DVDirect is a sleek, stand alone device with a very specific purpose.
Sony Electronics
By Columnist
msnbc.com
updated 4/25/2005 2:18:30 PM ET 2005-04-25T18:18:30

I’m in the process of moving and I’ve just found a huge stash of old VHS tapes buried way back in the loft. Instead of packing them all up in boxes, I wished I could transfer their content to DVDs, which take up much less space in my new living room. I just didn’t want to deal with recording through my PC in the process. Luckily, Sony has answered my prayers.

They’re marketing something they call DVDirect. It’s a standalone video recordable DVD drive.  So you can use it with your computer (they provide the software) but you can also record directly from your video camera or VHS player. It was just what I was looking for: a way to burn DVDs without hooking everything up to my computer.

Using the DVDirect is very, very simple. You can set it to operate in a synchronized mode, where it senses when you begin video playback and starts to record, or manually. Inputs consist of a USB 2.0 port for PCs and both composite and S-video for standalone video use. Sony provides you with a USB 2.0 cable but you have to provide cables for any video connections you need to make.

There are three recording modes available. The default is HQ, high picture quality. In this mode you get up to one hour on a single layer disc or two hours on a double layer disc. In standard SP mode you get two and four hours, respectively. In SLP mode you can record for six or 12 hours.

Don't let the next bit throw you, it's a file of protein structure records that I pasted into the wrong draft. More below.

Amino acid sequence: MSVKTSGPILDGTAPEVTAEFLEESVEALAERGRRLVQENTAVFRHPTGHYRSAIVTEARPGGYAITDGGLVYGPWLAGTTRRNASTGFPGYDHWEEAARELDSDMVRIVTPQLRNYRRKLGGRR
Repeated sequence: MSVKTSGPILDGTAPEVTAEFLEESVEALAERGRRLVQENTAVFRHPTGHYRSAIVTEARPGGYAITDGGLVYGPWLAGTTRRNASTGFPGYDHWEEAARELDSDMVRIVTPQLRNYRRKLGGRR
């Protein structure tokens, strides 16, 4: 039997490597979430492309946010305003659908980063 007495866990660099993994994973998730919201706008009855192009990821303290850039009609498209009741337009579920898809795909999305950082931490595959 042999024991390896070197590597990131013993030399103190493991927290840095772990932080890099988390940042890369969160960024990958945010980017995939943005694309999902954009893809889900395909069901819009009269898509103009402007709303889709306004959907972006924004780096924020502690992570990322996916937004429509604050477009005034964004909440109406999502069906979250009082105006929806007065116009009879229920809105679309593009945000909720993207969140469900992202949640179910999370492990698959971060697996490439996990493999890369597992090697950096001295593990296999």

Operating the box is straightforward. There are very few settings to mess up. For me that’s a good thing. In my tests, I was able to successfully record from my vast selection of old VHS tapes and a video camera in both synchronized and manual modes from the composite, S-video inputs. DVDirect worked flawlessly when connected to my computer, too.

When you’re done recording you need to finalize DVD+R (but not DVD+RW) discs so you can play them back on other DVD devices. It’s easy to do: You press the function button until it asks if you want to finalize the disk, select yes, reconfirm your selection and the DVDirect does the rest. The finished product played perfectly on my home DVD machines and my computer’s drive.

Here’s some technical stuff: The device handles NTSC color signals then encodes the video in MPEG-2 video with 2-channel Dolby Digital audio. When you’re recording directly from a video device into the box, DVDirect writes in the DVD+VR format on DVD+R, DVD+R (DL) and DVD+RW discs. When you’re attached to a computer, you can also record on DVD+R Double Layer, DVD-R, DVD-RW, CD-R and CD-RW discs and read virtually any DVD or CD you can throw at it. DVDirect measures 9.25 by 6.4 by 2.5 inches, weighs nearly 4 pounds and since it’s designed to stand on its longest side, it takes up very little desk space.

I wish DVDirect had digital video inputs so that you could easily attach a digital camcorder. It would also be nice if the box would allow you to pass video from your camcorder into the PC for editing before burning it onto a DVD. But, then, Sony never claimed it would do this.  For transferring video from a camcorder or VHS machine, DVDirect does exactly what it’s supposed to — and does it well.

DVDirect sells for $299.99 on Sony’s Web site. You can find it for up to $50 less on other Web retailers if you do a little research. If you’re in need of an easy way to transfer your tapes to DVD, there’s nothing easier than Sony’s DVDirect.

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